Mark Wahlberg interview: Deepwater Horizon, spandex

Mark Wahlberg chats to us about Deepwater Horizon, missing this summer's movie, Jason Statham and Timothy Spall...

Mark Wahlberg reunites with his Lone Survivor director Peter Berg for Deepwater Horizon, a film centred around the oil rig tragedy of 2010. It’s a strong film, all the better for finding the parts of the story that weren’t screened on 24 hour news channels worldwide.

Wahlberg stars in and produces the film. And he spared us some time to talk about it…

The construct of this film reminded me a little of the first Alien, in that it spends so much time setting up characters, introducing us to their trivialities and bits of their life, so that when bad things happen, you’re far more invested in them.

With Deepwater Horizon, you invest a lot of time before you get to what’s on the poster. How much of that is you as a producer, and as an actor, and is putting proper human beings on screen what you’re after?

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I’m certainly looking for that. This was a rare occasion where a studio was willing to take a chance on a character-driven piece. It has a disaster backdrop, but it’s essentially character-driven. It has fantastic action and effects, but like you said, it takes a while to set it up.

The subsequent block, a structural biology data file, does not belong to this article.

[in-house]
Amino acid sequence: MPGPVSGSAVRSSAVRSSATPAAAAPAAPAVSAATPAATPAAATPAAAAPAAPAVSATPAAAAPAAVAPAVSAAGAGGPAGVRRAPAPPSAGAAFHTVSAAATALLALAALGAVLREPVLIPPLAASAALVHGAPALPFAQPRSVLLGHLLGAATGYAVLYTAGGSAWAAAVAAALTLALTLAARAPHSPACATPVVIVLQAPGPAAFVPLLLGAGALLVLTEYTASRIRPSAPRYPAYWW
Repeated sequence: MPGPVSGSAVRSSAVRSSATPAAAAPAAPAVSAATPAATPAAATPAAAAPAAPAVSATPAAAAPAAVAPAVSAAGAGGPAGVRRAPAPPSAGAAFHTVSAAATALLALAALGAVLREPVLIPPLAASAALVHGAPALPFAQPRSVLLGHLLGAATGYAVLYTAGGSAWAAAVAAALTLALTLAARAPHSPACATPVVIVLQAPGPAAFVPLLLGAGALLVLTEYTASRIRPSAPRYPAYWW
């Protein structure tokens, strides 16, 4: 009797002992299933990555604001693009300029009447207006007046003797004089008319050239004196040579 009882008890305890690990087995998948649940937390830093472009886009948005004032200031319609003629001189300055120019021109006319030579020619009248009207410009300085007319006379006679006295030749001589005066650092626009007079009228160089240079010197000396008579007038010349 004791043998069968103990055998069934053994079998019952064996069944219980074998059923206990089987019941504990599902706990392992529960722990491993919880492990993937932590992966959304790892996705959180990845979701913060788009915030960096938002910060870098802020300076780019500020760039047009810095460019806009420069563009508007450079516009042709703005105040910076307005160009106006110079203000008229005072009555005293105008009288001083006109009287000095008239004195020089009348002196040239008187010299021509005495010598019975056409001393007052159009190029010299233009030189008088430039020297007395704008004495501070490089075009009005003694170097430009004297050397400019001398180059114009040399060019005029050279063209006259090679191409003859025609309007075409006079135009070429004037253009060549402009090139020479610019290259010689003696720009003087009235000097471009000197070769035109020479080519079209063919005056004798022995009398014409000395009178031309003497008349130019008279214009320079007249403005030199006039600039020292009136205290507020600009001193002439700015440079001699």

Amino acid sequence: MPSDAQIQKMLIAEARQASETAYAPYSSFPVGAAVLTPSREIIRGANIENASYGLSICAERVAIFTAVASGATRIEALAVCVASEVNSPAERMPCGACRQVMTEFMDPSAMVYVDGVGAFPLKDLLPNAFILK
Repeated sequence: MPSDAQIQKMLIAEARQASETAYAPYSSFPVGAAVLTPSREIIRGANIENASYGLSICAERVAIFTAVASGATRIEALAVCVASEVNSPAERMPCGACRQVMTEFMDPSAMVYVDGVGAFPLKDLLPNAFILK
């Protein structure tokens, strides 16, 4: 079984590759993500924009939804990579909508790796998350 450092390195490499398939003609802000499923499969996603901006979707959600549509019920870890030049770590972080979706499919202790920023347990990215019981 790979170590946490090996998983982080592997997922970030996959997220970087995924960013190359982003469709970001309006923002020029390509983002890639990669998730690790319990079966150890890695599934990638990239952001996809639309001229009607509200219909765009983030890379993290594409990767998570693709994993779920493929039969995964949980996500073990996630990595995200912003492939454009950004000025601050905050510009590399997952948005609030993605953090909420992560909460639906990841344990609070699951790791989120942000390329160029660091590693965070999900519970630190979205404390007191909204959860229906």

In a perfect world, those are the only movies that we make. But studios need to make the other version of popcorn movies, to finance the other risks that they’re willing to take periodically. These are the kind of movies that I’m personally drawn towards.

Certainly a lot of the stuff you’ve done has involved real stories, and playing real people. I’ve read some of the interviews you’ve done promoting this film so far, and you talk about how you worked hand in hand with Mike Williams, the man you play, on this movie. Were you particularly tight on this one?